In the aftermath of Taiwan's presidential election, global leaders congratulate Lai Ching-te on Taiwan’s presidential win, marking a historic third term for the pro-sovereignty Democratic Progressive Party (DPP).
The high turnout and democratic process have garnered praise worldwide, even as Beijing expresses discontent over the ruling party's continued tenure.
Lai secured victory with over 40% of the vote, succeeding Tsai Ing-wen, the outgoing president who has held office since 2016. The international community acknowledges the significance of this triumph, considering the complexities of cross-strait relations with China.
The U.S. State Department spokesperson conveyed congratulations to the Taiwanese people, emphasizing the strength of their robust democratic system. President Joe Biden, despite reiterating the U.S. stance against Taiwanese independence, commended the electoral process.
Similar sentiments echoed from the United Kingdom, the European Union, and Canada, with the UK’s foreign secretary highlighting the result as a testament to Taiwan's vibrant democracy.
China, however, voiced strong objections to the congratulatory messages from the U.S., UK, and EU, accusing them of interfering in its internal affairs.
The Chinese foreign ministry lodged "solemn representations" with the U.S., underscoring the sensitivity surrounding Taiwan and challenging the U.S. commitment to maintaining non-official ties.
Japan's foreign minister, Yoko Kamikawa, described Taiwan as an "extremely crucial partner and an important friend," leading to further objections from Beijing.
Japan's commitment to deepening cooperation with Taiwan and resolving issues peacefully through dialogue was met with protests from the Chinese embassy in Tokyo.
Taiwan's foreign ministry swiftly condemned China's comments as "fallacious," "absurd," and "not worthy of rebuttal." Rejecting China's claim that Taiwan is an "internal Chinese matter," the ministry asserted that such views are inconsistent with international perceptions and democratic values.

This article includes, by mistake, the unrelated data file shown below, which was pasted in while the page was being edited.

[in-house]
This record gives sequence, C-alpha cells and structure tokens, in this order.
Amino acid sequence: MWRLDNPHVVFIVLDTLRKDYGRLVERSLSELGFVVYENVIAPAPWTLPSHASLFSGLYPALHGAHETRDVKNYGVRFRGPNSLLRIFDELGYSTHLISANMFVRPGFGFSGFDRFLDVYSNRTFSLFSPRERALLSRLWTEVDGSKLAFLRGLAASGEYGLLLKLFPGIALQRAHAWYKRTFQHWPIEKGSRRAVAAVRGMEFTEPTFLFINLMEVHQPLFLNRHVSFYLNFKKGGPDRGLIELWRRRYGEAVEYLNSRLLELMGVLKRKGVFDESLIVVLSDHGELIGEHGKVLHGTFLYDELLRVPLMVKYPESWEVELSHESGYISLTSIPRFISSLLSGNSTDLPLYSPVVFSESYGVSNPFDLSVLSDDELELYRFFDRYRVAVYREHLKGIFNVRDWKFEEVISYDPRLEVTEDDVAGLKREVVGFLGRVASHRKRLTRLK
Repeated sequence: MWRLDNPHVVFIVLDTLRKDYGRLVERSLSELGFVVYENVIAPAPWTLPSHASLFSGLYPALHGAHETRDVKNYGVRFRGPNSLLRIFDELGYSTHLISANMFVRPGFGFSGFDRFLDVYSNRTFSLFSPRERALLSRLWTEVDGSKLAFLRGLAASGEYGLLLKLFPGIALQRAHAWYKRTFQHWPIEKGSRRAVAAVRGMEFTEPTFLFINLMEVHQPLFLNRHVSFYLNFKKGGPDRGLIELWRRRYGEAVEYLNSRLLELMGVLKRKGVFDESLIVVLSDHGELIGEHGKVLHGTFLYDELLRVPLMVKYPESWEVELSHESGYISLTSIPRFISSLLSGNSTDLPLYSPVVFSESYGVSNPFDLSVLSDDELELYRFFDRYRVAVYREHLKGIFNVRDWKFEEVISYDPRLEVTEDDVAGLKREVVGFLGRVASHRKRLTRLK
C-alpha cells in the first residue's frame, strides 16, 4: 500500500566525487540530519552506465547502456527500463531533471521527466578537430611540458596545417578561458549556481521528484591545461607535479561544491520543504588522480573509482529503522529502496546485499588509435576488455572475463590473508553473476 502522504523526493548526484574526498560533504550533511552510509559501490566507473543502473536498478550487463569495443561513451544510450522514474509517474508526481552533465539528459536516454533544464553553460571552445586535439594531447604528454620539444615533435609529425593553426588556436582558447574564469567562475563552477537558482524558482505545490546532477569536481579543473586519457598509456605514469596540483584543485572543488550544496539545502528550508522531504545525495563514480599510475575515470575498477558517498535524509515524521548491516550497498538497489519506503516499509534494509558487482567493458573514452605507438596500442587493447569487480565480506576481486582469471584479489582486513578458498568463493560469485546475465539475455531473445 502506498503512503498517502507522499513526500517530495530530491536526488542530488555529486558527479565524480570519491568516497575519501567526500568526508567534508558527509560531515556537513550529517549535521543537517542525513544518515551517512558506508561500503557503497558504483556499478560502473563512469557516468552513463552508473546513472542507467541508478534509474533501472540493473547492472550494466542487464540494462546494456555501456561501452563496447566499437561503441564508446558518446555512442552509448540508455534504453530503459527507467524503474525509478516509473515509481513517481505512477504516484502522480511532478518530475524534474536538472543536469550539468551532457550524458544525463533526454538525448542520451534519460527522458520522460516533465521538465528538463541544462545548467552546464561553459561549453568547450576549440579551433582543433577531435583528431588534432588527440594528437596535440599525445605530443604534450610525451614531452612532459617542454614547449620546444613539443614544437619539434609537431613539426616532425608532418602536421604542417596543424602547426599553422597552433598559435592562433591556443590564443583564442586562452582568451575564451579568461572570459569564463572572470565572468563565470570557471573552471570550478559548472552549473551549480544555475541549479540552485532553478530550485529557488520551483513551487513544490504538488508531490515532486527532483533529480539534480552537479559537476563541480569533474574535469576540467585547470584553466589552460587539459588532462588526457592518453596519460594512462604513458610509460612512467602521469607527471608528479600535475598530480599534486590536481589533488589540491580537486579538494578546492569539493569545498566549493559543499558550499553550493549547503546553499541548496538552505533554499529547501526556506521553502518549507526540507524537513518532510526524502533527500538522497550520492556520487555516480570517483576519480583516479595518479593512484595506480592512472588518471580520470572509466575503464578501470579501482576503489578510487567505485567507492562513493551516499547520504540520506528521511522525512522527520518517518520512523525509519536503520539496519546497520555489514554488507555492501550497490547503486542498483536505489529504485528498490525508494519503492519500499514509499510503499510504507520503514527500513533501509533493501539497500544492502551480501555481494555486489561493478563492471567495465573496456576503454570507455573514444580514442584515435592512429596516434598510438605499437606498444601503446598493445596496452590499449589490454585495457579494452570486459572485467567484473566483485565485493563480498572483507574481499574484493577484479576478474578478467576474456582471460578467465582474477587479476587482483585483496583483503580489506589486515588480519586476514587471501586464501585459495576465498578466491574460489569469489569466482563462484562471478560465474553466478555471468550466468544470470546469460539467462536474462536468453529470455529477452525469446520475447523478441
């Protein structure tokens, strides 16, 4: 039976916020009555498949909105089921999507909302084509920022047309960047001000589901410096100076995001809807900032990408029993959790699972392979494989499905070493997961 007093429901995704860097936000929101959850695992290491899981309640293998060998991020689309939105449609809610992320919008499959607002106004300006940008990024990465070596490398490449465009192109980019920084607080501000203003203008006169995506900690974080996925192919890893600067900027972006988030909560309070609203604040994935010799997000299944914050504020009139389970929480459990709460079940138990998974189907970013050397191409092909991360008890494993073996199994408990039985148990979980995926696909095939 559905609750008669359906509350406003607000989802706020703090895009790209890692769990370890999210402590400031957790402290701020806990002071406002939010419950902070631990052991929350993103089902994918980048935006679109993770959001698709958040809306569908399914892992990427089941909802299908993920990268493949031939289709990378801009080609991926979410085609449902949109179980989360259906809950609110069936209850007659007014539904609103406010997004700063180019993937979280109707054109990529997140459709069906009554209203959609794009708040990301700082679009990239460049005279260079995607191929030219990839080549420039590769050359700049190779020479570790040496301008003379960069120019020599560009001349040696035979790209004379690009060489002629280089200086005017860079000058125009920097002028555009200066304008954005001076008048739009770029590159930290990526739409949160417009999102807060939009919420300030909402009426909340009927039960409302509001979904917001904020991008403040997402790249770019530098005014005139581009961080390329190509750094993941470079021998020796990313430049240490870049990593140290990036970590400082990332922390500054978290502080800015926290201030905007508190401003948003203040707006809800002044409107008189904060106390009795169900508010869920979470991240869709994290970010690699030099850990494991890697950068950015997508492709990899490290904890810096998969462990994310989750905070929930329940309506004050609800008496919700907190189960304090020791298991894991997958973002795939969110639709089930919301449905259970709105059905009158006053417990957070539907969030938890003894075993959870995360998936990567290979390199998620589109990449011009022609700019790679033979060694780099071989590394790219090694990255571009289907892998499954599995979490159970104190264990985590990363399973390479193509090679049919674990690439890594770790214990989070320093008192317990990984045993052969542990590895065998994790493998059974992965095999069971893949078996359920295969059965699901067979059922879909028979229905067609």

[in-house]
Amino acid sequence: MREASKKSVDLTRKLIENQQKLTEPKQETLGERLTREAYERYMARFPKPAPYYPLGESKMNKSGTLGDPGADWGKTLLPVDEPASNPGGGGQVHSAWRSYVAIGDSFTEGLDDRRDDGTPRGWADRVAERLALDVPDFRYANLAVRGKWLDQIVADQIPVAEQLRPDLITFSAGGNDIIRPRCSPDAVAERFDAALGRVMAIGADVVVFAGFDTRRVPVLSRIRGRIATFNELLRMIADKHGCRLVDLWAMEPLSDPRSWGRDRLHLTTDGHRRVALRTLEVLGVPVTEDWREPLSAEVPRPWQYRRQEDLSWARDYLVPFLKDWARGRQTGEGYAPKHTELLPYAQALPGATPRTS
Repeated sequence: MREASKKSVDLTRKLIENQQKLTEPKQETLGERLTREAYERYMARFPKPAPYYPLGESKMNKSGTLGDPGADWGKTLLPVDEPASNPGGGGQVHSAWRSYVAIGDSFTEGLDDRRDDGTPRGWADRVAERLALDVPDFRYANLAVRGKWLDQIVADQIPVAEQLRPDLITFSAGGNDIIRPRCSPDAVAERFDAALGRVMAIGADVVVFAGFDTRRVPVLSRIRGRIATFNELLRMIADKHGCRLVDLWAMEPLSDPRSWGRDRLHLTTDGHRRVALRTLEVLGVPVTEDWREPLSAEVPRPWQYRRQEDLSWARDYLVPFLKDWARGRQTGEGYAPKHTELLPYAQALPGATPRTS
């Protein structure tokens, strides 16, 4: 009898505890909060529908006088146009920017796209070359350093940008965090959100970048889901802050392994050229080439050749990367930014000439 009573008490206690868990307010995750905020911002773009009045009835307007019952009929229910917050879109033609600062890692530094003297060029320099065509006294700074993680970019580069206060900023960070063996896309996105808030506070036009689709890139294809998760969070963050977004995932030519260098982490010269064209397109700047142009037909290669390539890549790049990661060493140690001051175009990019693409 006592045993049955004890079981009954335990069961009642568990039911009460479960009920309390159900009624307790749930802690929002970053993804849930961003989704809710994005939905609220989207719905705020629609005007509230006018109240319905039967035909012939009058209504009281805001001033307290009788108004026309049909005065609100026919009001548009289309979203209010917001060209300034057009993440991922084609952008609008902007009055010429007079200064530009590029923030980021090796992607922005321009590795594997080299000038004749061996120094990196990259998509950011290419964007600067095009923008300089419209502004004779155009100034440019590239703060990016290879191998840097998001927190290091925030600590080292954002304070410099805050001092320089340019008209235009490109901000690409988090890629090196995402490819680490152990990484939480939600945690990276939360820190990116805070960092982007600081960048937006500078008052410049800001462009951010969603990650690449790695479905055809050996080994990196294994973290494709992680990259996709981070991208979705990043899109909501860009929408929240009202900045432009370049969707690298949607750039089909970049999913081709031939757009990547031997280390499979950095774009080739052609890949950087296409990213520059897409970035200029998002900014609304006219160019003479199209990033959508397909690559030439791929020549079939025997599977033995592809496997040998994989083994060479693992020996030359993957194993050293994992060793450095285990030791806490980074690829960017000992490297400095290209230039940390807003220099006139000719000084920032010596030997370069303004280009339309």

The hostile reaction from Beijing was anticipated, given its longstanding position on Taiwan as part of its territory. China's Communist Party views the DPP as separatists, and President Xi Jinping has prioritized the goal of "re-unifying" China and Taiwan.
As Lai assumes office, there are concerns about increased pressure from China, especially in the lead-up to his inauguration in May. While the reaction may be less overtly aggressive, diplomatic tensions are expected to persist.
The election also introduced a third party, the Taiwan People's Party (TPP), which split the opposition vote. This shift towards a three-party system complicates consensus-building, potentially impacting major legislation.
People cheer at a Democratic Progressive party rally in Taipei after ruling DPP party candidate Lai Ching-te won Saturday’s election.
The global response to Lai Ching-te's victory reflects the complex geopolitical landscape surrounding Taiwan. While allies congratulate Taiwan for its democratic resilience, China's vehement objections underscore the ongoing challenges in cross-strait relations.
U.S. Secretary of State Atony Blinken congratulated Taiwanese President Lai Xiaoping on social media for participating in free and fair elections, highlighting the strength of their democratic system.
House members, including Indo-Pacific Subcommittee Chairwoman Young Kim, Ranking Member Ami Bera, Foreign Affairs Committee Chairman Mike McCaul, and Ranking Member Gregory Meeks, also congratulated Lai and praised Taiwan for another milestone.
We condemn Beijing’s attempts to influence the elections through disinformation and military pressure and applaud the people of Taiwan for upholding democratic ideals. We look forward to working with President-elect Lai and Vice President-elect Hsiao to enhance the U.S.-Taiwan economic, cultural, and defense relationship.- House members
Lai Ching-te's historic third-term victory in Taiwan's presidential election has sparked international recognition of the island's democratic strength.
China's objections and diplomatic protests highlight ongoing tensions over Taiwan's status.
The international community's responses reflect the delicate balance in navigating the island's geopolitical dynamics, with the evolving three-party system and commitment to democratic values shaping the narrative.